Last Wednesday, two teenage boys who were being chased by administration police officers were knocked down and injured by a car as they crossed the road at Pakawa Estate in Nakuru County.
They were running away from police officers, who had raided illegal gambling premises in the area.
A few kilometres in Mau Forest, two teens were found dead after being shot with bows and arrows by unknown assailants who made away with tens of head of cattle.
The bodies of the two – aged 14 and 15 – were found in the forest on Wednesday morning, after they failed to return home the previous day.
TEENS ARRESTED IN NAKURU
Just a month ago, tens of teens were arrested in Nakuru as they shot pornographic videos and held a party in total disregard of government directives to curb the spread of the coronavirus.
These are just but a few of the ways children – who Education Cabinet Secretary George Magoha says should be learning online – are spending their time at home. Already, some have fallen into the traps of social delinquency and are indulging in immorality and other vices.
In Kisii County, for instance, school heads are under pressure from parents following discovery that some children have turned their classrooms into sex dens.
Mr Dominic Magori, a parent in Nyamemiso village, Kegati Location, Nyaribari Chache, said children sneak into the classrooms in the nearby primary school, often dodging the guard whose movements they monitor.
On a rainy afternoon, he had dashed into one of the classrooms to seek shelter and was shocked at what he saw.
“I ran into two youngsters, aged between 14 and 16, having sex. They vanished into a nearby bush immediately they saw me,” he said.
His curiosity stirred, he took a walk around other unlocked classrooms and found wrappings of used condoms scattered on the floors of two classrooms.
A guard at a neighbouring school, who sought anonymity for fear of reprisals, confirmed Mr Magori’s story.
CHILDREN PUSHED INTO MINING
Across Nyanza, Western and South Rift regions, the effects of Covid-19 on families have seen parents push their children into mining, hawking, fishing and boda boda businesses.
In Ikolomani constituency, children are flocking to goldmines to join their parents in crushing rocks from the underground shafts.
Ikolomani Assistant County Commissioner 1 Cromwell Mutuku said efforts are being made to sensitise parents to avoid involving children in mining activities. “We are literally forced to police the mines to keep away the children, who are being encouraged by their parents to join them in mining activities,” said Mr Mutuku.
In Kakamega, Kisumu, Migori and Mumias towns, children are freely hawking an assortment of goods.
Every morning, tens of children can be seen carrying packets of sweets, small containers with roasted and boiled groundnuts, chewing gums, ripe bananas, boiled and roasted maize, mandazi and other food items.
Mr Fadhili Mulaa, a barber in the town, said the children hawkers are very aggressive.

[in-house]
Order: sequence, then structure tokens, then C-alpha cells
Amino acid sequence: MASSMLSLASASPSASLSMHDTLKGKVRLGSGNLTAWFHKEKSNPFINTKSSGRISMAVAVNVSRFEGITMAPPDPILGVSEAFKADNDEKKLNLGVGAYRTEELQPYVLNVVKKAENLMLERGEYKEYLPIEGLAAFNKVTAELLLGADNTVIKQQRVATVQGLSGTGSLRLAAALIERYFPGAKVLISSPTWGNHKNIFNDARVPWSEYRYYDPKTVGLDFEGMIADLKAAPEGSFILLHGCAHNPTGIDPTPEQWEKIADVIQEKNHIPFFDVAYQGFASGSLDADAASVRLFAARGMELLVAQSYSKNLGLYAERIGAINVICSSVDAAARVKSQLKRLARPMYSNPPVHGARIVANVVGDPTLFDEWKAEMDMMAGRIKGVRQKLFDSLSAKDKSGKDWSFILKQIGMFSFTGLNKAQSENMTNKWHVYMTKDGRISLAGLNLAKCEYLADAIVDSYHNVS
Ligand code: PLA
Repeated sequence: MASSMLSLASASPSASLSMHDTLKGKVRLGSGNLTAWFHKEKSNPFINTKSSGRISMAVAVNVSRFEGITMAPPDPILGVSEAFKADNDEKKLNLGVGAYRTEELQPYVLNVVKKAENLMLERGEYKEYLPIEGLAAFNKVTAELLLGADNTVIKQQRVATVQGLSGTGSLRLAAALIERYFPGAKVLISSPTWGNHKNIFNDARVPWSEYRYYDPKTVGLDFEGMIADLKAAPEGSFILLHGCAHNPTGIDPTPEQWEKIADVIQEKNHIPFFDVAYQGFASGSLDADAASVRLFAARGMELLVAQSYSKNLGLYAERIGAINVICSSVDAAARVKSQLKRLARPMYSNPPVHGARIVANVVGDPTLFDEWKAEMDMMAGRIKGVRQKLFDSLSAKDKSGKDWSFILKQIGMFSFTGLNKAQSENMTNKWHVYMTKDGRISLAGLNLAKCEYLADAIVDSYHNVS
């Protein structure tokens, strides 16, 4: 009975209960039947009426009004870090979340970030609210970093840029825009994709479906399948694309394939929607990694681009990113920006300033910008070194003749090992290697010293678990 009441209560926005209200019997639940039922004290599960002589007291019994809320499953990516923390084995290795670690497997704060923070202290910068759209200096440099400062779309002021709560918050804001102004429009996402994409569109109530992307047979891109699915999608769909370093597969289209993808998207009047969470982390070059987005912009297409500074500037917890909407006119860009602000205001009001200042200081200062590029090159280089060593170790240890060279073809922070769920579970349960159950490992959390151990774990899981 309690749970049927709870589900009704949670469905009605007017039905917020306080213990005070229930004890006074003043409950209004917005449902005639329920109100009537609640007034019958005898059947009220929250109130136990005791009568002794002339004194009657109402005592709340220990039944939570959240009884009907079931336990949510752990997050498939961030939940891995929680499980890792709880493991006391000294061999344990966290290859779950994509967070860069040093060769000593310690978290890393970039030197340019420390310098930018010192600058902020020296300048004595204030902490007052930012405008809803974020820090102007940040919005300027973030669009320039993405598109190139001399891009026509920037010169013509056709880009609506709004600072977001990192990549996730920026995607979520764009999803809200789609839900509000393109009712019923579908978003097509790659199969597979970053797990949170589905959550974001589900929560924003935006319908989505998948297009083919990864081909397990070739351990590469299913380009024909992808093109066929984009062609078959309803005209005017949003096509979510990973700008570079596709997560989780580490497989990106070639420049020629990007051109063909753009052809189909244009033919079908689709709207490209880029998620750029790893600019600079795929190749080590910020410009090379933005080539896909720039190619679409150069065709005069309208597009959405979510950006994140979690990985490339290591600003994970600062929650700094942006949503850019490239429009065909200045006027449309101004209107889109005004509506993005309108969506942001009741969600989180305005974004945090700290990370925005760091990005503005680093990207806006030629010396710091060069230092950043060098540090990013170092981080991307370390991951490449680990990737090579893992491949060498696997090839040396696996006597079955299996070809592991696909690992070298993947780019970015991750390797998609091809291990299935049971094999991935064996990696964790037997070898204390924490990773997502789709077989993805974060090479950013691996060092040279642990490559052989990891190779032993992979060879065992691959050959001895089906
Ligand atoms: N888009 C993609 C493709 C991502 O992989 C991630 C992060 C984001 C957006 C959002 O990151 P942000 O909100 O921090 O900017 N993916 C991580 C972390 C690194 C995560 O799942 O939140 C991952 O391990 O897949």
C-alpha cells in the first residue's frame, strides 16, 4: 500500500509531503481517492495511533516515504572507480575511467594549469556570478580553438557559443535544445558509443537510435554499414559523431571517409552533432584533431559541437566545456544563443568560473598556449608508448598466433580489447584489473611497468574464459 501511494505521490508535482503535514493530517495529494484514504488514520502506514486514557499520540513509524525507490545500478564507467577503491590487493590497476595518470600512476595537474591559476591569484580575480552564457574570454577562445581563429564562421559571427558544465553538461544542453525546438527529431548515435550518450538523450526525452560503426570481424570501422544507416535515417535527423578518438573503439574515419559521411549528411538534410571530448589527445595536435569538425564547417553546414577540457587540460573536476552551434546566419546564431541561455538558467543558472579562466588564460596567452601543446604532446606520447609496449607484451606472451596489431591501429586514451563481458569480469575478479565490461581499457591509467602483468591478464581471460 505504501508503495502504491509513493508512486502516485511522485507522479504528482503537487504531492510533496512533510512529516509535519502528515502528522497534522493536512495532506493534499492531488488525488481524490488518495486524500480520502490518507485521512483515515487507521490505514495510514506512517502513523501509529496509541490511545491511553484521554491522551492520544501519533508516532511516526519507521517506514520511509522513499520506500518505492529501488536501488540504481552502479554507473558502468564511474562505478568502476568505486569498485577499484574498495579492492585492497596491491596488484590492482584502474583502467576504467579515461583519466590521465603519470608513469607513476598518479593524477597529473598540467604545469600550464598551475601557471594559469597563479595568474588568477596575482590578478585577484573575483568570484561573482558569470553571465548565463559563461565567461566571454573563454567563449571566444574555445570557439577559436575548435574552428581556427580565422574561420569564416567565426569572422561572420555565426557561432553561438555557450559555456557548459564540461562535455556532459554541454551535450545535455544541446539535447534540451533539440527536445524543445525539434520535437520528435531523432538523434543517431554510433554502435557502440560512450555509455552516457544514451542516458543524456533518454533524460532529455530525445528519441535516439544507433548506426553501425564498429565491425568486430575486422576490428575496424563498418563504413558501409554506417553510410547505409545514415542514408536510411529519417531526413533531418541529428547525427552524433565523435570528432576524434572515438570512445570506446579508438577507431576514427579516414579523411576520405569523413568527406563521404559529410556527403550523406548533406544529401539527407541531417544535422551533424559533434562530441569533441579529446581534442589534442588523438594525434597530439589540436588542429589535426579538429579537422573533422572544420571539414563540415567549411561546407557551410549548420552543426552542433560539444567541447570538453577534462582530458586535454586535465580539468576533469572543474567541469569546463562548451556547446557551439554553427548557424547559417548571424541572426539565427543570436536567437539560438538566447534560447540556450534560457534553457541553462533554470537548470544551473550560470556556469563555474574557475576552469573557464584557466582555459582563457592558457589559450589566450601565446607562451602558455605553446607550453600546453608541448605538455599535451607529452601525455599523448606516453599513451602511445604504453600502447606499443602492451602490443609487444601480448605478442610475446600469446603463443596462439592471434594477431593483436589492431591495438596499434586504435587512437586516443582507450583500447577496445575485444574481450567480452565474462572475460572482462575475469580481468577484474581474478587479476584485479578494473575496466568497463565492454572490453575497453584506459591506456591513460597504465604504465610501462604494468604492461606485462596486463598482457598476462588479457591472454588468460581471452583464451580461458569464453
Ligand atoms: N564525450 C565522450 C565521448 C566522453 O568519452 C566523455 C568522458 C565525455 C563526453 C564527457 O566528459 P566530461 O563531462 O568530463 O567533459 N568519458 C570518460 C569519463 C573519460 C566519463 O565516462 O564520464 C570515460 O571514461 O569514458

Kisumu Children’s Department director Humphrey Wandeo warns that hawking not only exposes children to Covid-19 but also sexual abuse.
“We have warned parents several times that they are risking the lives of their children. This exposes them to sex predators who will destroy their lives. Some of the children work past 7.30pm,” he said.
In Bomet, Kericho and Kisii counties, it is common to come across underage boys dangerously riding motorcycles on main and feeder roads.
We found 16-year-old Brian, a Form Three student at Daraja Mbili Secondary School in Kisii town, waiting for customers at Daraja Moja stage at around 9pm on Monday.
He hires the motorcycle from a former school mate, who dropped out of school. He sends Sh200 daily to him for a ‘squad’ and keeps the rest, taking home up to Sh400 for his family’s upkeep.
“I hardly find time to do my assignments, which are sent online,” he said.
Kisii Town Boda Boda Association chairman Mike Mose said many of the accidents witnessed in the town are caused by young, inexperienced drivers.
Masaba North OCPD Robert Ndambiri said: “These children are courting death and we will arrest them.”
In Bomet and Kericho counties, children are also engaged as tea pickers in small and large scale farms. Some schoolgirls have been sexually exploited.
“As a result of closure of schools, children are engaged in all manner of things and it is difficult for parents to monitor them,” said Mr Paul Kimetto, the Kenya Union of Post Primary Education Teachers Bomet County executive secretary.
In Migori, a spot check by the Nation in Siri and Muhuru towns revealed that an increasing number of children are engaged in fishing expeditions in Lake Victoria.
“They come here as early as 5am seeking casual work, such as drying fresh omena (sardines) for a token. We give them tins of omena in return,” said Ms Priscah Awuor, a fish monger.
Along the gold belt of Masara, Mikeyi Osiri Matanda and Opasi mines in Nyatike and Sauna West sub-counties, young learners are involved in prospecting for gold.
Last month, a 14-year-old boy died at a local mine in Awendo when the walls of the mine caved in.
Mr Chacha Mwita, a resident of Guitembe village in Kuria West, said boys have been crossing over to Narok County to seek work as cattle herders.
Reporting by Stella Cherono, Wycliffe Nyaberi, Benson Amadala, Shaban Makokha, Vitalis Kimutai, Ian Byron, George Odiwuor and Derick Luvega
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